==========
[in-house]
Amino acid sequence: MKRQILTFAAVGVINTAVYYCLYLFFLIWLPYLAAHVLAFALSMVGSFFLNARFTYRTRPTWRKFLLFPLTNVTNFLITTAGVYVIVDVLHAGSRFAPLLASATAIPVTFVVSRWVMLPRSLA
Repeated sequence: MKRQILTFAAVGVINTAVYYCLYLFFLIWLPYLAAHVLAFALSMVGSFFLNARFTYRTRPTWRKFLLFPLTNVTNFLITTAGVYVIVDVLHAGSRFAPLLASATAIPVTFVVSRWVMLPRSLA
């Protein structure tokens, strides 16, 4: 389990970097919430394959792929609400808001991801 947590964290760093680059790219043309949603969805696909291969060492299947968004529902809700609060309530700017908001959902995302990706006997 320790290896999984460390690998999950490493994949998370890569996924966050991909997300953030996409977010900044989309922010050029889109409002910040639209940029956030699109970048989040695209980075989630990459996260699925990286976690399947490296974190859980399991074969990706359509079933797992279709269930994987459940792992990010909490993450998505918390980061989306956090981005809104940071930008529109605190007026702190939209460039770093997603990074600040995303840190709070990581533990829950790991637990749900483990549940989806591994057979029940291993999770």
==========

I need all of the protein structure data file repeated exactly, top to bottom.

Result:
[in-house]
Amino acid sequence: MKRQILTFAAVGVINTAVYYCLYLFFLIWLPYLAAHVLAFALSMVGSFFLNARFTYRTRPTWRKFLLFPLTNVTNFLITTAGVYVIVDVLHAGSRFAPLLASATAIPVTFVVSRWVMLPRSLA
Repeated sequence: MKRQILTFAAVGVINTAVYYCLYLFFLIWLPYLAAHVLAFALSMVGSFFLNARFTYRTRPTWRKFLLFPLTNVTNFLITTAGVYVIVDVLHAGSRFAPLLASATAIPVTFVVSRWVMLPRSLA
């Protein structure tokens, strides 16, 4: 389990970097919430394959792929609400808001991801 947590964290760093680059790219043309949603969805696909291969060492299947968004529902809700609060309530700017908001959902995302990706006997 320790290896999984460390690998999950490493994949998370890569996924966050991909997300953030996409977010900044989309922010050029889109409002910040639209940029956030699109970048989040695209980075989630990459996260699925990286976690399947490296974190859980399991074969990706359509079933797992279709269930994987459940792992990010909490993450998505918390980061989306956090981005809104940071930008529109605190007026702190939209460039770093997603990074600040995303840190709070990581533990829950790991637990749900483990549940989806591994057979029940291993999770």